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Martin Hackl on the Acquisition of "Only"

Martin Hackl (MIT) gave the department colloquium on Friday, Nov. 21. The title of his talk was: On the Acquisition and processing of “only”: Question Answer Congruence, Scalar Presupposition, and the Structure of ALT(S). An abstract follows.

In this talk, which is based on ongoing joint work with Ayaka Sugawara, Erin Olson, and Ken Wexler, I will suggest an approach to understand a curious phenomenon concerning the acquisition of only. As Crain et al. (1992, 1994) showed, children up to at least age six display a surprisingly robust rate of assigning non-adult interpretations to sentences with subject only. For instance, children may judge Kermit’s answer in (1a) to the question Kermit, can you tell me what happened? as true relative to a scene where a cat is holding a flag, a goose is holding a flag and a balloon, and a frog is holding a balloon. Moreover, when asked why they think Kermit was correct, they offer justifications indicating that they assigned (1a) an interpretation as in (1b).

(1) What happened?

a. Only the cat is holding a flag.

b. The cat is only holding a flag.

Crain et al.’s results have been replicated since for a number of languages including German, Japanese, and Mandarin suggesting that at least some the factors at play operate on properties of sentences with only that are invariant across languages. I will argue, based on results from a series of experiments with children and adults, for three such factors – A. Question-Answer Congruence, B. the scalar presupposition of only, and C. the nature of the set of alternatives, ALT(S), relevant for the interpretation of only – and propose a simple comprehension model for sentences with only that offers a principled characterization of when sentences with only are relatively easy or relatively difficult to comprehend.

Christodoulou speaks at LARC

Christiana Christodoulou, Department of English Studies, University of Cyprus and Department of Brain and Cognitive Sciences, Massachusetts Institute of Technology, gave a talk at LARC on Nov. 21. Title and abstract to follow:

Title: Subject-Verb Agreement in Down Syndrome: Is you walks in Greek the same as he walk in English?

Abstract: Previous work on the production of subject-verb (S/V) agreement by individuals diagnosed with Down Syndrome (DS) reveal inconsistencies across languages. While studies on English individuals with DS report severe impairment with S/V agreement, Schaner-Wolles (2004) shows high accuracy rates for German individuals with DS. Despite the evidently low IQ and comparatively lower MLU scores, the morphosyntactic analysis on Cypriot Greek adults diagnosed with Down Syndrome (DS) shows close to ceiling performance: 98.5% accuracy for person and 99% accuracy for number. Preliminary analysis shows that younger children with DS present parallel performance. I suggest that differences determined to be morphosyntactic in nature, typically follow a pattern of selecting the default form for each inflectional feature – the 3rd value for person and the singular value for number – instead of the targeted one. I will also present a preliminary analysis on why these discrepancies across languages occur.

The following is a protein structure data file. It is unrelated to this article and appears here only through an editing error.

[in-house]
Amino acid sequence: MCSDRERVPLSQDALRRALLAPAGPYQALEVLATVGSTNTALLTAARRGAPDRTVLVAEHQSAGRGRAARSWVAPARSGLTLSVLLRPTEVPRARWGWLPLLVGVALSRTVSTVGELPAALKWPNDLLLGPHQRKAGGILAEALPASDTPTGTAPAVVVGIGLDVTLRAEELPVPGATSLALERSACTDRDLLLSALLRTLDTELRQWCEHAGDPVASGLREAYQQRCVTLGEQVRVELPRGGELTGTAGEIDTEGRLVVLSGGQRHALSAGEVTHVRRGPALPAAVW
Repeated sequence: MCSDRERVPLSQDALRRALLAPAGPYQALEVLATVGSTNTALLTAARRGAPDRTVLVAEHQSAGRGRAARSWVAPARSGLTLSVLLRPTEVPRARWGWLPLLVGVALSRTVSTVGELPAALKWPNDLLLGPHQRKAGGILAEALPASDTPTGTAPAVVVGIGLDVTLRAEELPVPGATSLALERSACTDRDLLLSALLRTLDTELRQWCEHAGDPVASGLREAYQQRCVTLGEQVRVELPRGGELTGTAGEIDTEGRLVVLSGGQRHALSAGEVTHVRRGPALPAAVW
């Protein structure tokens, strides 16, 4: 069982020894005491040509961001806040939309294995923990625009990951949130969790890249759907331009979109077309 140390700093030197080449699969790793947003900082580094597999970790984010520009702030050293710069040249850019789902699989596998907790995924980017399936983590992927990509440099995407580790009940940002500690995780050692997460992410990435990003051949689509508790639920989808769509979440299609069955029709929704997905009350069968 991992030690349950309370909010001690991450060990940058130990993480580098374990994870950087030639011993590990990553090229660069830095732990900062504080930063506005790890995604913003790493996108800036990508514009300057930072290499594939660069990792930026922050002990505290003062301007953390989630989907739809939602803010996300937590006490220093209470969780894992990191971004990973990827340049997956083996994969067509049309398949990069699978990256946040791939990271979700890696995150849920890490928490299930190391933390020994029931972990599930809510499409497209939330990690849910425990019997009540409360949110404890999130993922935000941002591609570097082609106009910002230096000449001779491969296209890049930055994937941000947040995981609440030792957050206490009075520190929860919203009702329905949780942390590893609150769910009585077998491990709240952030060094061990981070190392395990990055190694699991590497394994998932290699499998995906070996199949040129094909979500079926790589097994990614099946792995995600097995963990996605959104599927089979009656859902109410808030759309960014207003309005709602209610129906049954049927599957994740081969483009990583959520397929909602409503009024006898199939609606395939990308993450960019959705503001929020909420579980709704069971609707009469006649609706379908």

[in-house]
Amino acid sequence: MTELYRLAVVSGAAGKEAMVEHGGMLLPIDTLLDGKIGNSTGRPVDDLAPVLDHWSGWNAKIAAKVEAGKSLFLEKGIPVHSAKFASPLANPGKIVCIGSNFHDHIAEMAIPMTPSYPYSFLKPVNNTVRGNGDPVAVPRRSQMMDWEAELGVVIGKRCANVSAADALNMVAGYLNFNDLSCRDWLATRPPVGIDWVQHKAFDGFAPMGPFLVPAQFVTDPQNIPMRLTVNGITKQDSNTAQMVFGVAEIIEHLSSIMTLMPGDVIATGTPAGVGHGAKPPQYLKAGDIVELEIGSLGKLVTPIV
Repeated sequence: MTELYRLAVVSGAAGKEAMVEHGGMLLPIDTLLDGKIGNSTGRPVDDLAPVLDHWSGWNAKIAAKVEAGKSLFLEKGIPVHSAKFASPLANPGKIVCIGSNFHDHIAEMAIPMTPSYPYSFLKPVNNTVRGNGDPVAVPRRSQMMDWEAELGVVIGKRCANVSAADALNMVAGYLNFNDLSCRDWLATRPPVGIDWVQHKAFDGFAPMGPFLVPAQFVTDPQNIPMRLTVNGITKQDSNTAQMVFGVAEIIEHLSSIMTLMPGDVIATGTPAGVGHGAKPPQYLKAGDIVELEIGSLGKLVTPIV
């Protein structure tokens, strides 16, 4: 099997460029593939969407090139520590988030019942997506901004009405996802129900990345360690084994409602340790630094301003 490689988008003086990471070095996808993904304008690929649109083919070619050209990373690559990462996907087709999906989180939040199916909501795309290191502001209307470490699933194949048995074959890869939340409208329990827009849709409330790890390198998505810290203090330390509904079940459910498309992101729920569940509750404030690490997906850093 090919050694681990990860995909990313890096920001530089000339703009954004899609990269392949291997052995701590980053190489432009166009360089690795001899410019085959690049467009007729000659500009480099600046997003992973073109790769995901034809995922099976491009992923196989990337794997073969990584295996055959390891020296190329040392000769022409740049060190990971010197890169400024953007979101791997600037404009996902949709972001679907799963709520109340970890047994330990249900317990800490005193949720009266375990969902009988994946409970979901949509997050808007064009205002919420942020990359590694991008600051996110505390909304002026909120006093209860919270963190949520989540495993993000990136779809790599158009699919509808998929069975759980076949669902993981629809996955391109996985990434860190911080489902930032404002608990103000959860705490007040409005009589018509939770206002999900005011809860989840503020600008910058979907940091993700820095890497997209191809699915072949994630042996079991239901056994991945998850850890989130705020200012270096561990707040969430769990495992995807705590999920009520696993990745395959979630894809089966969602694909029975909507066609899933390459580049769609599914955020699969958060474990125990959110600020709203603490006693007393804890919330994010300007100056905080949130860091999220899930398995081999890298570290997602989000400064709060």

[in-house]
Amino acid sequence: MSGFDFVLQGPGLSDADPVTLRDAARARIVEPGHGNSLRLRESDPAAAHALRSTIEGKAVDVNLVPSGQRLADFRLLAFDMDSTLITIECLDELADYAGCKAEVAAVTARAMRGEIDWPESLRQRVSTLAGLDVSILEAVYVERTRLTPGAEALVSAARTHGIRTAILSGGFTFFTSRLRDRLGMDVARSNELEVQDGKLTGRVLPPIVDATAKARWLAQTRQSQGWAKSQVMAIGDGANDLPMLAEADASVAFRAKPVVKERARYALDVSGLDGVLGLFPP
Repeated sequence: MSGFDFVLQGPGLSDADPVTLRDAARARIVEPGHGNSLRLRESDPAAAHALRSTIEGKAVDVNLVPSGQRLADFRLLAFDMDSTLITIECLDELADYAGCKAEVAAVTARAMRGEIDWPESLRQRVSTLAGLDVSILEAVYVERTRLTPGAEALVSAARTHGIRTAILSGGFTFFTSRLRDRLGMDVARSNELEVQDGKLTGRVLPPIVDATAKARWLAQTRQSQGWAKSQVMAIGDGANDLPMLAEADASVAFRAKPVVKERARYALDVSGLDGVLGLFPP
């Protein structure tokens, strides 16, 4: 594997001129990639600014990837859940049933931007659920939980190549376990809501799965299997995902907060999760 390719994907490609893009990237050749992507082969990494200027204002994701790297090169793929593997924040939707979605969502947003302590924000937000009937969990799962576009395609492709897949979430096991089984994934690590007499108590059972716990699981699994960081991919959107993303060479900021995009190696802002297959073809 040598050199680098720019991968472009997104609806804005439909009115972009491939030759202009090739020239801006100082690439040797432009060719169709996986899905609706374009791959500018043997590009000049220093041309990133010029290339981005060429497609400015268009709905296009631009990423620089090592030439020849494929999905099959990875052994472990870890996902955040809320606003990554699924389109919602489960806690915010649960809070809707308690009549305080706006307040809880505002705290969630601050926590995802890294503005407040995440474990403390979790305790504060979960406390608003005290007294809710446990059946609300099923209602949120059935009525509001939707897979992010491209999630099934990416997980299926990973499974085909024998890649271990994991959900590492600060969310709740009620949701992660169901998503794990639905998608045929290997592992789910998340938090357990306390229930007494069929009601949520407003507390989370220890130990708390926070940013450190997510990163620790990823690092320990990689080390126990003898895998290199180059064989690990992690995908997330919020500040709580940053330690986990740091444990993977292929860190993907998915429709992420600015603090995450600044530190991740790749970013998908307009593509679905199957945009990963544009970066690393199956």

Pearson and Roeper at ASHA

Barbara Zurer Pearson and Tom Roeper had a seminar at the American Speech-Language and Hearing Association (ASHA) annual meeting November 22 in Orlando. The seminar was entitled "Evidence-based Therapy Materials to Foster School Language in 4- to 9-year-old Children from Diverse Backgrounds,”  and it was in cooperation with  co-authors  Frenette Southwood, and Ondene van Dulm. Frenette and Ondene translated the DELV (Diagnostic Evaluation of Language Variation, Seymour, Roeper & de Villiers, 2005) into Afrikaans and also published a series of therapy materials in English and Afrikaans to accompany the tests, adding materials on Binding, Ellipsis, and Conjunctions to a selection of DELV topics including complex WH-questions, Quantifiers, Articles, Passives, Narrative, and Role-taking. One purpose is to continue to bring the DELV and its linguistics focus to an audience of speech-language practitioners and researchers. 


Welcome to the Language Acquisition Lab in the Department of Linguistics at UMass Amherst! We study how children acquire language, including first, second, and bilingual acquisition. Our experiments explore the questions generated by core areas of linguistic theory, including syntax, semantics, and pragmatics. The results, in turn, shape those theories and inform our understanding of language and the human mind.

Our studies have been conducted in languages such as Japanese, Tamil, Italian, German, French, Spanish, and English. Some of our work was highlighted in The Human Language Series, a national PBS special on language.

Although the primary focus of our lab is experimental research, our results have been used to benefit children at various stages of development, educators, speech pathologists, and others involved with language issues. We collaborated with other departments to develop a diagnostic test for disorders (DELV, Pearson Assessments, 2003, 2005) that is currently being used with children across the US. For more information on interdisciplinary projects and collaborations with the Five Colleges, please visit the Language Acquisition Research Center (LARC).